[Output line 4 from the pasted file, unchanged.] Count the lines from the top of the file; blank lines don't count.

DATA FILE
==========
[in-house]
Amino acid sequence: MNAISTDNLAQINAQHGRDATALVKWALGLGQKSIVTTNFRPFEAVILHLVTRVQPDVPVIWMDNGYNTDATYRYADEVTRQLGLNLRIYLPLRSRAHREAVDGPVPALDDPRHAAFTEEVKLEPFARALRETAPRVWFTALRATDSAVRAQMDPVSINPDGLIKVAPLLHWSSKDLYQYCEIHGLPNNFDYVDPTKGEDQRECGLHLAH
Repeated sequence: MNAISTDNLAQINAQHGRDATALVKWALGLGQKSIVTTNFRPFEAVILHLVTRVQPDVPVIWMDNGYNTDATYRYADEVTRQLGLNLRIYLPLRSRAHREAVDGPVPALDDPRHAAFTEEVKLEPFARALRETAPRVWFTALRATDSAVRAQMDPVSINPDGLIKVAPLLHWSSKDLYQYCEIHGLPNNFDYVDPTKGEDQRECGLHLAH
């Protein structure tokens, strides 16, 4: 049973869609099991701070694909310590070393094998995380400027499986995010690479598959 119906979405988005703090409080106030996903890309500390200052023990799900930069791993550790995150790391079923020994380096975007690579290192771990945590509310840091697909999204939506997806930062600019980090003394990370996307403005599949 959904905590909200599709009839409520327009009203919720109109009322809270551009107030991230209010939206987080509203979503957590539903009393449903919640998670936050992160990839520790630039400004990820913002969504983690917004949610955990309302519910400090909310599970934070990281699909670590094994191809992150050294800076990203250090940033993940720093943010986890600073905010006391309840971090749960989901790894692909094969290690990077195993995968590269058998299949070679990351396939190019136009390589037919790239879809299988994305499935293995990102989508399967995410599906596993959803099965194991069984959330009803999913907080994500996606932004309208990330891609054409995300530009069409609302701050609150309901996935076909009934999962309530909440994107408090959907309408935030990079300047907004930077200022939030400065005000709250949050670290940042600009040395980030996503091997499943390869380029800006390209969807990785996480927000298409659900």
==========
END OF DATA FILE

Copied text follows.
């Protein structure tokens, strides 16, 4: 049973869609099991701070694909310590070393094998995380400027499986995010690479598959 119906979405988005703090409080106030996903890309500390200052023990799900930069791993550790995150790391079923020994380096975007690579290192771990945590509310840091697909999204939506997806930062600019980090003394990370996307403005599949 959904905590909200599709009839409520327009009203919720109109009322809270551009107030991230209010939206987080509203979503957590539903009393449903919640998670936050992160990839520790630039400004990820913002969504983690917004949610955990309302519910400090909310599970934070990281699909670590094994191809992150050294800076990203250090940033993940720093943010986890600073905010006391309840971090749960989901790894692909094969290690990077195993995968590269058998299949070679990351396939190019136009390589037919790239879809299988994305499935293995990102989508399967995410599906596993959803099965194991069984959330009803999913907080994500996606932004309208990330891609054409995300530009069409609302701050609150309901996935076909009934999962309530909440994107408090959907309408935030990079300047907004930077200022939030400065005000709250949050670290940042600009040395980030996503091997499943390869380029800006390209969807990785996480927000298409659900």